Amid such squalor, how could anyone hope to recover? For perhaps the hundredth time, I thought of me former husband, James Walker, the blackguard responsible for me current circumstances. After being married for nearly a decade, with no children to show for it, he falsely accused me of adultery, so he could be rid of me and marry a younger lass, that might possibly give him a child. Unjustly convicted, based on the lies of James and his scoundrel friends, the judge granted the scalawag a certificate of divorcement. Indeed, the only good thing to come of this whole debacle was that I was rid of that reprobate once and for all, and henceforth, I would be known by me maiden name, Bonny Brown. I was then given the death penalty, unless I agreed to set sail to the Americas as an indentured servant on board the Providence. Verily, because the life of an indentured servant was preferable to death, I had no choice but to agree to seven years of servitude, and assuredly, seven years of servitude to a stranger couldn’t be any worse than the ten years I’d endured with me former husband, James, the miscreant.
“Heavenly Father,” I cried out in distress, “Thou knowest all things, and Thou art a God of justice. Surely Thou wilt deliver me from the snare of the fowler and from the perilous pestilence!” Though I had prayed without ceasing from the moment I had learned of me nefarious spouse’s evil intentions, it had all been to no avail. Yea, even those who knew me to be faithful and true to the knave me father had forced me to marry, nearly ten years ago, had turned their backs on me, when he began his wretched assault on me character. No amount of prayer could stop him from ridding himself of me at all cost.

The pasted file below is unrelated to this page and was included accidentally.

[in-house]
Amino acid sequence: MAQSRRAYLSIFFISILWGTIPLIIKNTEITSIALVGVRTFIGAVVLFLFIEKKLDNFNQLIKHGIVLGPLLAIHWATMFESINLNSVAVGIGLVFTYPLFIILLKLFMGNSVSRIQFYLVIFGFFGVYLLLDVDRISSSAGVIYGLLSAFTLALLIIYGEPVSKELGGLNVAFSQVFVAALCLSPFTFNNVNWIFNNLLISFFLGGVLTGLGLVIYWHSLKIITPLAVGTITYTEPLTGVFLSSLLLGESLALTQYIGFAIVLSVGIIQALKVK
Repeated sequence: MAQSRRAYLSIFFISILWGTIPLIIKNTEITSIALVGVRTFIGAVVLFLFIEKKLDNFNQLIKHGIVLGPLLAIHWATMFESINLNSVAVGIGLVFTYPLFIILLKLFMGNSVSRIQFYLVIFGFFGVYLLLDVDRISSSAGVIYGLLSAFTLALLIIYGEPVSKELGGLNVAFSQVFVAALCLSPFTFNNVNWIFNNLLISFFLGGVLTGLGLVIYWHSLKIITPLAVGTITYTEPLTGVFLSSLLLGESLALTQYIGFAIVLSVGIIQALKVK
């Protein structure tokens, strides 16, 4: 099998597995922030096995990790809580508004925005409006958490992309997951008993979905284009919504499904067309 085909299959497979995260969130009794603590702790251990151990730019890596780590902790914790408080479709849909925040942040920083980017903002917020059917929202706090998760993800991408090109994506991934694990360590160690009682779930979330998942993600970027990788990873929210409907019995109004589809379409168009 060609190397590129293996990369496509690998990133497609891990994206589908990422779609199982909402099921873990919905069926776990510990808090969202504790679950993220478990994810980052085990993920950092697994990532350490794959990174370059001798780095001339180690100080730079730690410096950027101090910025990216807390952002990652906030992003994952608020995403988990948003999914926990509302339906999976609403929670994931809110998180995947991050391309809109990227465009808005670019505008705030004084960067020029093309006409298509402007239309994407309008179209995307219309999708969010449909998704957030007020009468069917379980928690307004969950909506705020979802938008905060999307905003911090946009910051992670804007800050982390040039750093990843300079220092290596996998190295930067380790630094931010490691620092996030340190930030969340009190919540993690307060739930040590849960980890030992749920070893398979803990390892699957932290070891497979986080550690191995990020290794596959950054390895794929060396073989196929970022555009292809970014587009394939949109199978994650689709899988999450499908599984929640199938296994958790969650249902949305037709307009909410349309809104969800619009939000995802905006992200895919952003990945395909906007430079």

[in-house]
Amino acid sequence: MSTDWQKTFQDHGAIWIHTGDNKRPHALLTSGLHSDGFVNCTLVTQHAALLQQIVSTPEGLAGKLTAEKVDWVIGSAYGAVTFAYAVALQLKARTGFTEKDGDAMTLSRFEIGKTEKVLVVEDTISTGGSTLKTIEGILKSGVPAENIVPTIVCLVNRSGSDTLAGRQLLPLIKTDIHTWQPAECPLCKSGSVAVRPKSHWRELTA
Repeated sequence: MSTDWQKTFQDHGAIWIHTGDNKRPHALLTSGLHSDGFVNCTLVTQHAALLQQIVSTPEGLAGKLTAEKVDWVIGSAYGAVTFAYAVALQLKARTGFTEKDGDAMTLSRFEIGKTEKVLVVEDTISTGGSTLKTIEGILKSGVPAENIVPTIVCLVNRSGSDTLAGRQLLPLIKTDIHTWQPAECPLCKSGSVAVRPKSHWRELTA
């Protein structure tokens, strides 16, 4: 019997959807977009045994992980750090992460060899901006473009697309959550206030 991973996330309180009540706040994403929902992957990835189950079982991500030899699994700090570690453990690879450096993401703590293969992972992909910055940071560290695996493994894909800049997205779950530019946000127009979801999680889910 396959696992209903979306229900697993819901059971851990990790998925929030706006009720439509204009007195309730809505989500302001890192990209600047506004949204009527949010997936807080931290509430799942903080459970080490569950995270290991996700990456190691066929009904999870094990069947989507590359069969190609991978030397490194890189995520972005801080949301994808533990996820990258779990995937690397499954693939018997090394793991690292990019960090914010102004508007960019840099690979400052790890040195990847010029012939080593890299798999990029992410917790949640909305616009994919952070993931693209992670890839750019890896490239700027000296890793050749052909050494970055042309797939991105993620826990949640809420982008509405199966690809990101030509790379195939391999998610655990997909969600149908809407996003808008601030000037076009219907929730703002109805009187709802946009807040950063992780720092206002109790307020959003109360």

As wave after wave of nausea and vomiting overcame me, I continued to pray throughout the horrible days that followed. “Heal me, O Lord, and I shall be healed; save me, and I shall be saved: for Thou art my praise.” ‘